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State v. Dutra

Jul 31, 2018
426 P.3d 308 (Ariz. Ct. App. 2018)


finding sufficient evidence of confinement where defendant's threatening act compelled victim to forgo the chance to flee

Summary of this case from State v. Dunbar


No. 1 CA-CR 17-0168


STATE of Arizona, Appellee, v. Matthew Aaron DUTRA, Appellant.

Arizona Attorney General's Office, Phoenix, By Michelle Hogan, Counsel for Appellee Janelle A. McEachern, Attorney at Law, Chandler, By Janelle A. McEachern, Counsel for Appellant

Arizona Attorney General's Office, Phoenix, By Michelle Hogan, Counsel for Appellee

Janelle A. McEachern, Attorney at Law, Chandler, By Janelle A. McEachern, Counsel for Appellant

Judge Diane M. Johnsen delivered the opinion of the Court, in which Presiding Judge Lawrence F. Winthrop and Judge Maria Elena Cruz joined.


¶ 1 We address in this case a kidnapping conviction based on a restraint of no more than 30 seconds and compelled movement of a mere five steps. Based on the broad language of the statute and case authorities construing it, we affirm.


¶ 2 Matthew Aaron Dutra entered a sandwich shop and walked to the end of the counter, where he stood face-to-face with a 16-year-old employee stationed across the counter at the cash register. Brandishing a stun gun, he activated its electric arc and demanded that the employee give him "the money." In response, the employee took three steps back from the counter, but stopped short of a doorway that led into a closed employee-only area directly behind her. Then, in response to Dutra's command and use of the stun gun, she took two steps forward and reached for the cash register. With the register open, Dutra grabbed for some of the bills in the drawer, and the employee handed him the rest. A security video showed that Dutra left the store within 30 seconds of confronting the employee.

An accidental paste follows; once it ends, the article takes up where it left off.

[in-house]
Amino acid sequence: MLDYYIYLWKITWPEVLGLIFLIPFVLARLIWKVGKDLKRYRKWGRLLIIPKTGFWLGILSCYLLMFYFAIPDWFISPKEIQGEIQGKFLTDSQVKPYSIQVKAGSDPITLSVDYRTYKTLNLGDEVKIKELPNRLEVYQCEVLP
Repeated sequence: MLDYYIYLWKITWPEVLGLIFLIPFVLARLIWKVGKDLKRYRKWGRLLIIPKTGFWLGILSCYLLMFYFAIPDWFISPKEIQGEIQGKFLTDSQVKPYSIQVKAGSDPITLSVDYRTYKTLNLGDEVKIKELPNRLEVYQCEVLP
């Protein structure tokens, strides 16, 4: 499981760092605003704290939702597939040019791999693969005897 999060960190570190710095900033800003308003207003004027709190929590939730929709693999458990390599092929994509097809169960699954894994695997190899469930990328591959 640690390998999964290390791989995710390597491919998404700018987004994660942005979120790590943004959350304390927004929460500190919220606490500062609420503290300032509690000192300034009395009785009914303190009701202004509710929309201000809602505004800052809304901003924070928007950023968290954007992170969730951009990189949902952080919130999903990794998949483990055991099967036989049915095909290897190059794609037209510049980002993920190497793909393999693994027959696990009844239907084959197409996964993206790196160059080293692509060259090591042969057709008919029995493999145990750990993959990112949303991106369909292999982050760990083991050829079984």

¶ 3 A man sitting in his car in front of the restaurant saw Dutra as he fled on foot. The man lost sight of Dutra as he ran toward the street, but then he heard screeching tires. Police received separate reports of an armed robbery and a hit-and-run accident. Officers found Dutra injured, lying in the street not far from the restaurant. He was wearing clothing resembling that worn by the figure in the security video, and police found a stun gun nearby him on the street. At the hospital, authorities discovered cash in Dutra's pocket in the same denominations taken from the restaurant.

¶ 4 A grand jury indicted Dutra on charges of armed robbery, a Class 2 felony; aggravated assault, a Class 3 felony; and kidnapping, a Class 2 felony. At the close of the State's case-in-chief, Dutra moved for a directed verdict on the kidnapping charge, arguing the State had presented no evidence he restrained the victim as required by the kidnapping statute. The State countered that Dutra used a threat of force and commands to restrain the victim by confining her behind the counter and then compelling her to move forward and open the cash drawer. The court denied the motion, stating: